Elucidating symptoms of COVID-19 illness in the Arizona CoVHORT: A longitudinal cohort study

Sana M. Khan, Leslie Farland, Collin J. Catalfamo, Erika Austhof, Melanie L Bell, Zhao Chen, Felina Cordova-Marks, Kacey C. Ernst, Pamela Garcia-Filion, Kelly M. Heslin, Joshua Hoskinson, Megan L. Jehn, Emily C.S. Joseph, Connor P. Kelley, Yann C Klimentidis, Stephanie Russo Carroll, Lindsay N. Kohler, Kristen Pogreba-Brown, Elizabeth T. Jacobs

Research output: Contribution to journalArticlepeer-review

Abstract

Objective To elucidate the symptoms of laboratory-confirmed COVID-19 cases as compared with laboratory-confirmed negative individuals and to the untested general population among all participants who reported symptoms within a large prospective cohort study. Setting and design This work was conducted within the framework of the Arizona CoVHORT, a longitudinal prospective cohort study conducted among Arizona residents. Participants Eligible participants were any individual living in Arizona and were recruited from across Arizona via COVID-19 case investigations, participation in testing studies and a postcard mailing effort. Primary and secondary outcome measures The primary outcome measure was a comparison of the type and frequency of symptoms between COVID-19-positive cases, tested but negative individuals and the general untested population who reported experiencing symptoms consistent with COVID-19. Results Of the 1335 laboratory-confirmed COVID-19 cases, 180 (13.5%) reported having no symptoms. Of those that did report symptoms, the most commonly reported were fatigue (82.2%), headache (74.6%), aches, pains or sore muscles (66.3%), loss of taste or smell (62.8) and cough (61.9%). In adjusted logistic regression models, COVID-19-positive participants were more likely than negative participants to experience loss of taste and smell (OR 12.1; 95% CI 9.6 to 15.2), bone or nerve pain (OR 3.0; 95% CI 2.2 to 4.1), headache (OR 2.6; 95% CI 2.2 to 3.2), nausea (OR 2.4; 95% CI 1.9 to 3.1) or diarrhoea (OR 2.1; 95% CI 1.7 to 2.6). Fatigue (82.9) and headache (74.9) had the highest sensitivities among symptoms, while loss of taste or smell (87.2) and bone or nerve pain (92.9) had the high specificities among significant symptoms associated with COVID-19. Conclusion When comparing confirmed COVID-19 cases with either confirmed negative or untested participants, the pattern of symptoms that discriminates SARS-CoV-2 infection from those arising from other potential circulating pathogens may differ from general reports of symptoms among cases alone.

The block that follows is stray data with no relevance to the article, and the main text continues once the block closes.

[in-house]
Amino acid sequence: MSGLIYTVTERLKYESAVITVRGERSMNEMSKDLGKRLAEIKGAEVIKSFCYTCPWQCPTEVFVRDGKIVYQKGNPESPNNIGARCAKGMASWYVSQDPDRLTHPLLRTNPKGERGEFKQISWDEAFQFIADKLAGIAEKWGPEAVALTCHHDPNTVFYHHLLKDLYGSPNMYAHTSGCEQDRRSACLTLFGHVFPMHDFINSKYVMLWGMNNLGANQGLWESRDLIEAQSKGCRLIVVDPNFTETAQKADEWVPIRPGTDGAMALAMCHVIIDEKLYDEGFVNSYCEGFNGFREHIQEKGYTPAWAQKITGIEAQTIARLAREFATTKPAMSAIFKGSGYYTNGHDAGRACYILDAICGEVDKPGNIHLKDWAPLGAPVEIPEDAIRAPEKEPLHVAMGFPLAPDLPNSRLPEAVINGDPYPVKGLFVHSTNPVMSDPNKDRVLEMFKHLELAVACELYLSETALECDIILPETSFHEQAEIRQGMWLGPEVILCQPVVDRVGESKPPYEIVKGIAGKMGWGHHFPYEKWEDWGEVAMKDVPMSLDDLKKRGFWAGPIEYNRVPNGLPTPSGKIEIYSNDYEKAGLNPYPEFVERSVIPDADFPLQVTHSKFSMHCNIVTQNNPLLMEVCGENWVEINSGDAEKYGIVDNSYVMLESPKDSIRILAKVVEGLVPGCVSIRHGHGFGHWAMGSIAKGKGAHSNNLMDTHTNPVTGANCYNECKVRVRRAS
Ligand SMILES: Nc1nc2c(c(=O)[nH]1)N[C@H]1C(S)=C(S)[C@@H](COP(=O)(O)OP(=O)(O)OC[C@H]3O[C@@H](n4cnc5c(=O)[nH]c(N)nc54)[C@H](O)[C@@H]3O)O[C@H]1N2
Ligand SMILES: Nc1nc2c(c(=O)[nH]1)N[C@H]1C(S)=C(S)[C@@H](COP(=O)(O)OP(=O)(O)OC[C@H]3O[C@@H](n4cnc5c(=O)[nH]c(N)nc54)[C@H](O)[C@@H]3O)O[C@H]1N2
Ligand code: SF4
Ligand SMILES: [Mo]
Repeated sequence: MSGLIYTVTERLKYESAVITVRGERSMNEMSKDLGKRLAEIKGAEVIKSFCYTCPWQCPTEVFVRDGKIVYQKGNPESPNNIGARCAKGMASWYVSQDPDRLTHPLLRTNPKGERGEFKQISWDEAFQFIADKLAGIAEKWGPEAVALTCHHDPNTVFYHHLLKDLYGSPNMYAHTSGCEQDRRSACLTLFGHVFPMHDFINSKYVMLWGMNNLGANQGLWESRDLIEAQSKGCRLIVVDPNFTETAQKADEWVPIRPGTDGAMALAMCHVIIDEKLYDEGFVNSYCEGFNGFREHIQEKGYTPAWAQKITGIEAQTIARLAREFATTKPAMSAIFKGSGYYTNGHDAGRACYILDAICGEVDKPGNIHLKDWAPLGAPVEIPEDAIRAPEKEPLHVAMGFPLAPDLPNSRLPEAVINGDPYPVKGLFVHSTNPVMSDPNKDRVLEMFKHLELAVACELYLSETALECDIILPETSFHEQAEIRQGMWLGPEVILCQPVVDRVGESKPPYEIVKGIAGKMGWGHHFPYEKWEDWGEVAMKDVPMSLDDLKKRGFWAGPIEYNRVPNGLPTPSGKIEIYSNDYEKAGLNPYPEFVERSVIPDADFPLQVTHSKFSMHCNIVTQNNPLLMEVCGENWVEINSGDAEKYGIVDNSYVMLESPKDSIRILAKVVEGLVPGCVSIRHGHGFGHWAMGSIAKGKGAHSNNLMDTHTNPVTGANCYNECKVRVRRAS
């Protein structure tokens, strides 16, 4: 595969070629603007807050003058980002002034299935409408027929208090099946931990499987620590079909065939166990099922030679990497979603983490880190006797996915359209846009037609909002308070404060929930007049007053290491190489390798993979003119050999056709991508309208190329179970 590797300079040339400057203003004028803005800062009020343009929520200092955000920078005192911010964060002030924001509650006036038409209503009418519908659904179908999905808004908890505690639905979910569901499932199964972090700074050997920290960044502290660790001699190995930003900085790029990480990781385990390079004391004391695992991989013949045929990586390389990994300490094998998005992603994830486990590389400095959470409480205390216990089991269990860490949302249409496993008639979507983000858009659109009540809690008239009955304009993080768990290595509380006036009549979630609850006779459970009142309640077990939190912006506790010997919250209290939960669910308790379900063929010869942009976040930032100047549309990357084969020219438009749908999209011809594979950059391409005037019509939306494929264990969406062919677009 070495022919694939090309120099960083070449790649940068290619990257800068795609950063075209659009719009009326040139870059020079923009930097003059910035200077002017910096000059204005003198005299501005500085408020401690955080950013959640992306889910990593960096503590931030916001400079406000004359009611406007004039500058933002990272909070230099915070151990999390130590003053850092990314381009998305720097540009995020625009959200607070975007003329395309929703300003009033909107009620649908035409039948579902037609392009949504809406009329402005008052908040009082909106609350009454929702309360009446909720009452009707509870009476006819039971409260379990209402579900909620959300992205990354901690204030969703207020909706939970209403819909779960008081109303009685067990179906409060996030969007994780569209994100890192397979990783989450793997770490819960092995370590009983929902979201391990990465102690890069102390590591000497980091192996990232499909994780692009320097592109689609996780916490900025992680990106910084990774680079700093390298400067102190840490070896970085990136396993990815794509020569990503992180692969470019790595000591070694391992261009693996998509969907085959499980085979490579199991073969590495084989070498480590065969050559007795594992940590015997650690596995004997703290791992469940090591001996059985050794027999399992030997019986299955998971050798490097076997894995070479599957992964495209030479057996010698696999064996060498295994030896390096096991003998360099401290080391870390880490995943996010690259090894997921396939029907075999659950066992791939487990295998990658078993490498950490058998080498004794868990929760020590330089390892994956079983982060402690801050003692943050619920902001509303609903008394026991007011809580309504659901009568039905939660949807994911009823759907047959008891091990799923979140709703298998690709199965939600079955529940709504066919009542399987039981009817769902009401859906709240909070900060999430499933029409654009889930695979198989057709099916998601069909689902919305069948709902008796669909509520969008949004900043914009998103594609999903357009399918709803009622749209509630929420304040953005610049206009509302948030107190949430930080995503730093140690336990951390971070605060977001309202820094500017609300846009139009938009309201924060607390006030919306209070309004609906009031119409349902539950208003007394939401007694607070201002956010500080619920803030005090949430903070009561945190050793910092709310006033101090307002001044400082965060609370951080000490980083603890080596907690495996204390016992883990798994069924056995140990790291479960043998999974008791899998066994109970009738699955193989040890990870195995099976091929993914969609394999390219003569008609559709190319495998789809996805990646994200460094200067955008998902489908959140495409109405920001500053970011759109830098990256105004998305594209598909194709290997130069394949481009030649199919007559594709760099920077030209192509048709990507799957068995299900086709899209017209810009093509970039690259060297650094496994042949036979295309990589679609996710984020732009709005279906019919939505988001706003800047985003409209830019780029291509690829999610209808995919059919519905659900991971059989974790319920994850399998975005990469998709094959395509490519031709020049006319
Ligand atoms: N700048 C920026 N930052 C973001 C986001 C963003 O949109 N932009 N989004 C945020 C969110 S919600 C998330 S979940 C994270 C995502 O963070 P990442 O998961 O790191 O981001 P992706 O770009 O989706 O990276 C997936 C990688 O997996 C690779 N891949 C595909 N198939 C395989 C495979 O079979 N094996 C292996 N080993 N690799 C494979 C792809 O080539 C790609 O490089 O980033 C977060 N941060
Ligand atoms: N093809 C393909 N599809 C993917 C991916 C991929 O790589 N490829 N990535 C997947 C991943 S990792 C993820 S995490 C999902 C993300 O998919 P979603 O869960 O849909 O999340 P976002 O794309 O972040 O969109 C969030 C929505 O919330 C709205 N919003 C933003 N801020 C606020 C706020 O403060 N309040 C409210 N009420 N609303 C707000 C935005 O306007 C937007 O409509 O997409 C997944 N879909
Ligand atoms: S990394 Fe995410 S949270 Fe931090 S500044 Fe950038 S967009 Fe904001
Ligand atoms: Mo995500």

Original languageEnglish (US)
Article numbere053403
JournalBMJ open
Volume12
Issue number1
DOIs
StatePublished - Jan 17 2022

Keywords

  • COVID-19
  • epidemiology
  • infectious diseases

ASJC Scopus subject areas

  • Medicine(all)

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